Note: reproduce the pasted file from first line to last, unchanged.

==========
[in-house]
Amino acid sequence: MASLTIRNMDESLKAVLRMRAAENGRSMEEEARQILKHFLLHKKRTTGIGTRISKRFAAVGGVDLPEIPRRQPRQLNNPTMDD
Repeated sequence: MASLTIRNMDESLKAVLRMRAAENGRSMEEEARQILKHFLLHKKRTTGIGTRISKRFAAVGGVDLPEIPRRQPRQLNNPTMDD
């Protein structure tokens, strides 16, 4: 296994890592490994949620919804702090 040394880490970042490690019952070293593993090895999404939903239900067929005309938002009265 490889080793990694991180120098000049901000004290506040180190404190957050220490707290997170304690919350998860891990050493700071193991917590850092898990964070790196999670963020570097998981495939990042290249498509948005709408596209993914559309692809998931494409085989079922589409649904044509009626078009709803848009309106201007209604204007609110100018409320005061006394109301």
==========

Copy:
[in-house]
Amino acid sequence: MASLTIRNMDESLKAVLRMRAAENGRSMEEEARQILKHFLLHKKRTTGIGTRISKRFAAVGGVDLPEIPRRQPRQLNNPTMDD
Repeated sequence: MASLTIRNMDESLKAVLRMRAAENGRSMEEEARQILKHFLLHKKRTTGIGTRISKRFAAVGGVDLPEIPRRQPRQLNNPTMDD
């Protein structure tokens, strides 16, 4: 296994890592490994949620919804702090 040394880490970042490690019952070293593993090895999404939903239900067929005309938002009265 490889080793990694991180120098000049901000004290506040180190404190957050220490707290997170304690919350998860891990050493700071193991917590850092898990964070790196999670963020570097998981495939990042290249498509948005709408596209993914559309692809998931494409085989079922589409649904044509009626078009709803848009309106201007209604204007609110100018409320005061006394109301």